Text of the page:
No sale to Carson City; South Carson land will stay with state
Appeal Staff Writer
Parking at the old National Guard armory in South Carson City will be taken up by state workers, rather than an auto dealer’s shiny new cars.
State lands Administrator Pam Wilcox said Monday a state agency will likely locate its offices at 2361 S. Carson St., which has been mostly empty since the Guard moved out in 2002.
The city had hoped to buy the vacant 13 acres and then sell it to a car dealership or another commercial user to bolster the city’s property tax roll and collect more sales tax from a high-traffic area.
Wilcox declined to say which agency would occupy the site, only that it would add office space.
“They are interested in using the entire site and may be able to use one or more of the (existing) structures there, and they’d be doing new construction,” she said.
The final decision on the new tenant will be made later in the year as part of the governor’s budget process.
Back in October, when the Carson City redevelopment authority first proposed to purchase the land, it was unclear if the state still wanted to use the property, since it badly needed office space. The site contains 14 buildings, totaling 84,000 square feet, that were mostly used by the military for storage.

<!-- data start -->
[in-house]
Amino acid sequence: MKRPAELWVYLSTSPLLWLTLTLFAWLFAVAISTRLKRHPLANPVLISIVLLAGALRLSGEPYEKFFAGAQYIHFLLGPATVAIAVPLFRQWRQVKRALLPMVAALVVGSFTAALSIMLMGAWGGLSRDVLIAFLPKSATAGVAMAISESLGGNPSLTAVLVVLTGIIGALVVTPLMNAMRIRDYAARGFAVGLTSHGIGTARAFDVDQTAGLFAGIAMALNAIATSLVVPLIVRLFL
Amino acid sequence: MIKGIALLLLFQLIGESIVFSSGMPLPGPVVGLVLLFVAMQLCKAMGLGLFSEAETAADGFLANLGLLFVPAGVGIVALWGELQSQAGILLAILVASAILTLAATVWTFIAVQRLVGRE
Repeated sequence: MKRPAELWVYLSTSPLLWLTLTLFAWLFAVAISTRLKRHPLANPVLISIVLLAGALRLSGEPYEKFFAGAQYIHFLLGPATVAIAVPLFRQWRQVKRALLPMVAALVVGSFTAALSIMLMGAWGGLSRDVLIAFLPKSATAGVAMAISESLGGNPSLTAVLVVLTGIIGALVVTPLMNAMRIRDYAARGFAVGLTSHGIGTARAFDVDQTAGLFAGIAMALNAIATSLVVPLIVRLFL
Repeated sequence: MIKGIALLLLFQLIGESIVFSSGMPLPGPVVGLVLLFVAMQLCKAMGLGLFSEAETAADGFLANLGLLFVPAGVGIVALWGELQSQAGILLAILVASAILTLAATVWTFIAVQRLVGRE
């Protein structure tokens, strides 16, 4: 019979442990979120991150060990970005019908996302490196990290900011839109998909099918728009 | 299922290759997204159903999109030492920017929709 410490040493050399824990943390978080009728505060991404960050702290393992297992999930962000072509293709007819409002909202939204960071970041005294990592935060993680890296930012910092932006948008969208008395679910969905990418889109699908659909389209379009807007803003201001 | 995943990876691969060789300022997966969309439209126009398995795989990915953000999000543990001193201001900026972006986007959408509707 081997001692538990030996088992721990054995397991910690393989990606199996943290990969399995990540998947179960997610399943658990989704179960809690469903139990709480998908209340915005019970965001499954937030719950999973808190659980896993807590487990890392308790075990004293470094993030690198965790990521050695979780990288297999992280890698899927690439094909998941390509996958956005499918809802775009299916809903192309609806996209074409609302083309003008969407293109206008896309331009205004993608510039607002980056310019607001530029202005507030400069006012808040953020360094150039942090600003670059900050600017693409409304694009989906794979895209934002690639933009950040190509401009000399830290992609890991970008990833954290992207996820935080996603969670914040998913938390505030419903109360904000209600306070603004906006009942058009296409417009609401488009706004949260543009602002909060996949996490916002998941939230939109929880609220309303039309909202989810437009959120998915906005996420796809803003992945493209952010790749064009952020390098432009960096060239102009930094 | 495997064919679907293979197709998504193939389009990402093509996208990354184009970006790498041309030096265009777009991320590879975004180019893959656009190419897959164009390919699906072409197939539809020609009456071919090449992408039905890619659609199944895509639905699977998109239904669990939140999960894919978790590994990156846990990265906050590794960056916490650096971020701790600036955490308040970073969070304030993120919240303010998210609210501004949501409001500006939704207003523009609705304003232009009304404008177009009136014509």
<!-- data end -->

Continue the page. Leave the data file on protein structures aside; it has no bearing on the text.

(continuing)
The city’s redevelopment manager justified the sale saying the sales and property taxes collected from a car dealership would benefit the public.
Carson City Economic/Redevelopment Manager Joe McCarthy said the city would’ve bought the land and then sold it to a car dealer at that same price. A public auction likely would’ve escalated the cost. In 1999, the land was appraised at $6 million, but that could go up to $7.3 million if it’s appraised at $13 per square foot, which is comparable to land sold on South Carson Street to auto dealer Dick Campagni.
He was the first auto dealer to make an economic incentive deal with the city in early 2005 to purchase six acres on South Carson Street for a new dealership.
“The land values today may not justify the occupancy costs that auto dealers need to have a profitable business,” McCarthy said. “That’s where redevelopment comes in. If an auto dealer can grow their business and generate additional sales tax then we can share in that growth, and help them to acquire the property where that growth would occur.”
McCarthy said he is still looking at other sites “to allow our auto dealers to expand. There’re a couple sites along South Carson, south of the armory that are privately owned.”
Last year, the automotive sector generated one-third of the city’s total taxable sales. It is the largest single sector of sales-tax revenues, which city Finance Director Tom Minton said is estimated to be $23 million in fiscal year 2006.
McCarthy said the city’s long-term goal is to see the 13 acres as commercial.
• Contact reporter Becky Bosshart at email@example.com or 881-1212.